Row upon row of workers, most of them women, are busy making handbags, backpacks and briefcases for customers as far away as Germany, Hungary and Mexico in this plant, set amid rice fields on the outskirts of Hanoi.

               File photo shows workers sewing on a production ... 
Workers sewing on a production line at a garment factory in Ho Chi Minh City. The whirr of 200 sewing machines fills a Vietnamese factory hall, where workers and bosses hope desperately that the wheels will keep spinning once the global downturn hits home.Photo:/AFP

They are the backbone of Vietnam’s post-war success story, part of an army of low-wage labourers who have transformed a poverty stricken command economy since Vietnam in the 1980s embraced the Asian model of export-led growth.

For more than a decade, textile and apparel exports have helped drive national economic growth rates above 7.5 percent — lifting the fortunes of businesses such as the Ladoda Company, whose staff grew to 400 from 15 in 16 years.

But now — with the dark clouds of recession gathering over the United States, Europe and many of Vietnam’s other export markets — many of the workers here have started to worry that tougher times may lie ahead.

“I heard on TV and the radio that the world economy is in bad shape,” said 33-year-old Nguyen Thi Thuy, who supports two children with her performance based wage of around 1.7 million dong (100 dollars) a month.

“I am sure it will affect Vietnam and our company in some way.”

It is a concern shared by the management of the company, although both Thuy and her boss said that through hard work and innovation this family-run business hoped to dodge the bullet of a global downturn.

“We are worried,” admitted deputy…

Read the rest:
http://ca.news.yahoo.com/s/afp/081019/world/
finance_banking_vietnam_exports_1

Vietnam rice troubles could affect region

March 20, 2008
by Cecil Morella 

LOS BANOS, Philippines (AFP) – Vietnam‘s farm sector is reeling from outbreaks of pests and disease that could threaten its neighbours including China, according to one of the world’s leading rice experts.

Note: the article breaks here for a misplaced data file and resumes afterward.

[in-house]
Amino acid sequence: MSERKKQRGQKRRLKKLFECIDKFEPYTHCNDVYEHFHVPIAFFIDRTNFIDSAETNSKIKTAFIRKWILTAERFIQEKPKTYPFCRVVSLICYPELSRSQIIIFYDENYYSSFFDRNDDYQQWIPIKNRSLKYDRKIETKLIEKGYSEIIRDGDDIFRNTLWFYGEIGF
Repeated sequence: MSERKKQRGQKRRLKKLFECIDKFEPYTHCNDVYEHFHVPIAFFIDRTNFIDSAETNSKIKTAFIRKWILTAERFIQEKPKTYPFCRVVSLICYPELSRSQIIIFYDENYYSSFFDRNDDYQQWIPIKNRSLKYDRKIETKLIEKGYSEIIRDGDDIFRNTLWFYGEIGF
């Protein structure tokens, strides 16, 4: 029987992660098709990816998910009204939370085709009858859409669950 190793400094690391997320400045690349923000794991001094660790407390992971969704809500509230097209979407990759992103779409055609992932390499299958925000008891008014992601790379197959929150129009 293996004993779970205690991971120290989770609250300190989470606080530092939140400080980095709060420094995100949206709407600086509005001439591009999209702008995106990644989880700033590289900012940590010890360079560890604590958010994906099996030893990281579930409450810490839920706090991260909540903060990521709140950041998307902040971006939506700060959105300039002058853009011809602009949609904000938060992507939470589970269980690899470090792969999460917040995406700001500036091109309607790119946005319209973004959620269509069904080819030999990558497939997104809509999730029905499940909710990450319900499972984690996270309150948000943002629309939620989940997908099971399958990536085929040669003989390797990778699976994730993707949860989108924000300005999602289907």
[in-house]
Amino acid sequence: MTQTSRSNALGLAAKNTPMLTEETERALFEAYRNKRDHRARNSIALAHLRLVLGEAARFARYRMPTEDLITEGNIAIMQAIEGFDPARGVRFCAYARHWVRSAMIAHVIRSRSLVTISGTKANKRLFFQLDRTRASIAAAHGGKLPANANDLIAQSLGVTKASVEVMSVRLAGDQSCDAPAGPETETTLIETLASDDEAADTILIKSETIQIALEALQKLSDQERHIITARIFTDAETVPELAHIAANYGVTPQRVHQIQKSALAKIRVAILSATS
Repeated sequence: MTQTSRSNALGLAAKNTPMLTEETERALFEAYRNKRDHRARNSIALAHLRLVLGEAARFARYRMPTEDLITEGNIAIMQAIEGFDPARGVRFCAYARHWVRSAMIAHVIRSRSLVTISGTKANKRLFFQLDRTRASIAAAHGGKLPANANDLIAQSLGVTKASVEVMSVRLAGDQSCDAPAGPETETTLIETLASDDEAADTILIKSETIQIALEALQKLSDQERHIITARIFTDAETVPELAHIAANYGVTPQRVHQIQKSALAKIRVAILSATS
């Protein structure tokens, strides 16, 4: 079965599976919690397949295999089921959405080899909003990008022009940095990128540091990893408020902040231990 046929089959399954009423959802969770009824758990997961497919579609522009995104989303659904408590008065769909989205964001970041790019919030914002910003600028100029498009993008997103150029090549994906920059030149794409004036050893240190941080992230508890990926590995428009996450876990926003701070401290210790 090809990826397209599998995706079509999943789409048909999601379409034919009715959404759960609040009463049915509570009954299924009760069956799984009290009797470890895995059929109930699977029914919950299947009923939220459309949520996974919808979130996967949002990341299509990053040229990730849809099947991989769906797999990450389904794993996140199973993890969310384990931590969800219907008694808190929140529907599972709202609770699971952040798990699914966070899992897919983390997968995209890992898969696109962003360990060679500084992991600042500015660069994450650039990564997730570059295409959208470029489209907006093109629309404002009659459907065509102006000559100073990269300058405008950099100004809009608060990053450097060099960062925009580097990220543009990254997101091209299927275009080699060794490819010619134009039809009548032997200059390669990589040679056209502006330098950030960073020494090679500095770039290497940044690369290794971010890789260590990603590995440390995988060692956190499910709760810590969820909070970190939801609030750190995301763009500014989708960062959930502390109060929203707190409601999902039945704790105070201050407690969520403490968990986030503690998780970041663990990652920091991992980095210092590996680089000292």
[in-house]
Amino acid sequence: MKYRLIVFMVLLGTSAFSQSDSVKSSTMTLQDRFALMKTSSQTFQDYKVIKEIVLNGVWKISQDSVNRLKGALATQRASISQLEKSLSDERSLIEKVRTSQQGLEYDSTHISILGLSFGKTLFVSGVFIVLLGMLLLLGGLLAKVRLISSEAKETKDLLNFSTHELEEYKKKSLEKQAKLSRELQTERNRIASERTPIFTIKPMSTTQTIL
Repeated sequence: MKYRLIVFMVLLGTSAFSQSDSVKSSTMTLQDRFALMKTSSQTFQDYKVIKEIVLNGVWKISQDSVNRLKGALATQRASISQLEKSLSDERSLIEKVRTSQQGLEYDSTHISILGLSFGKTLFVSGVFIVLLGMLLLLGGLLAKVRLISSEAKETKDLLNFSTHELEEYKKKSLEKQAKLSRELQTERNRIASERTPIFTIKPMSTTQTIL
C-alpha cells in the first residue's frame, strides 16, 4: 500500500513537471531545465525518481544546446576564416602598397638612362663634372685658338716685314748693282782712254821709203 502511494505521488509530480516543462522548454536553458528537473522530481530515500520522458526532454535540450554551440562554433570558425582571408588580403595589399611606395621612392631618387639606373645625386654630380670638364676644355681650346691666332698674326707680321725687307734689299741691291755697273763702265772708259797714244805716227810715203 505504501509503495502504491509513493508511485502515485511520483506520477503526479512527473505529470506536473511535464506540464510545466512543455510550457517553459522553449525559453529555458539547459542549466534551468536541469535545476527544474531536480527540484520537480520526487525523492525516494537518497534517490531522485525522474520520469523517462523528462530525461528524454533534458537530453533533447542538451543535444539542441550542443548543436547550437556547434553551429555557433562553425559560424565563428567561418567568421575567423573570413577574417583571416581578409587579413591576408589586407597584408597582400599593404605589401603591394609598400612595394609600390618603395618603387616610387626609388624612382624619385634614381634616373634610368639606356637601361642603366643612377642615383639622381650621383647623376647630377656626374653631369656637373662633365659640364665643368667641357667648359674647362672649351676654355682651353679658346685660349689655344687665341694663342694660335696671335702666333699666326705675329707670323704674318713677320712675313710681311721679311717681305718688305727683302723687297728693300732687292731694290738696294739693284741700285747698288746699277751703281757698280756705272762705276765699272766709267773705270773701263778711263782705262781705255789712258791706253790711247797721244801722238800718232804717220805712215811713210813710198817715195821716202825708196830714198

A vendor puts rice into a bag for sale at a rice market in Ho ...
A vendor puts rice into a bag for sale at a rice market in Ho Chi Minh City. Vietnam’s farm sector is reeling from outbreaks of pests and disease that could threaten its neighbours including China, according to one of the world’s leading rice experts.
(AFP/File/Hoang Dinh Nam)

Hanoi and the world scientific community have yet to find a way to prevent another crop failure following a virus attack on rice crops last year, said Robert Zeigler, head of the International Rice Research Institute (IRRI).

Vietnam is the fifth-largest rice producer and number three exporter in the world, and last year’s troubles hit some of the best rice-growing areas, Zeigler told AFP in an interview at the Institute, just south of Manila.

“The fact is, they got taken by surprise and they had some significant yield losses that they were just not….

An elderly woman sits sorting rice at a rice market in Ho Chi ...
An elderly woman sits sorting rice at a rice market in Ho Chi Minh city on March 6. Vietnam’s farm sector is reeling from outbreaks of pests and disease that could threaten its neighbours including China, according to one of the world’s leading rice experts.(AFP/File/Hoang Dinh Nam)

Read the rest:
 http://news.yahoo.com/s/afp/20080320/wl_asia_afp/foodcommodityricevietnam
chinapest_080320061706

Related:
Inflation and Food Shortages?

Vietnam sentences Australian heroin trafficker to death

March 19, 2008

HANOI (AFP) – An appeal court in Vietnam has sentenced an Vietnamese-Australian woman to death for heroin trafficking after prosecutors appealed against her original life sentence, a court clerk said Wednesday.
A policeman guards Ho Chi Minh City courthouse, seen in 2003. ... 
A policeman guards Ho Chi Minh City courthouse, seen in 2003. An appeal court in the city has sentenced an Vietnamese-Australian woman to death for heroin trafficking on Wednesday.(AFP/File/Hoang Dinh Nam)

Jasmine Luong, 34, was handed the death penalty on Tuesday by the court in Ho Chi Minh City, he said on condition of anonymity.

Luong, who was born in Vietnam, was arrested at Tan Son Nhat airport outside Ho Chi Minh City in February last year as she preparing to fly to Sydney with nearly 1.5 kilograms (3.3 pounds) of heroin, according to a police source.

“She had been hired to transport those heroin packs, hidden in her luggage and shoes,” the source said.

Several Australians of Vietnamese origin have been arrested over the past few years for trafficking heroin from Ho Chi Minh City to Australia. Of those, some were given life imprisonment or the death penalty.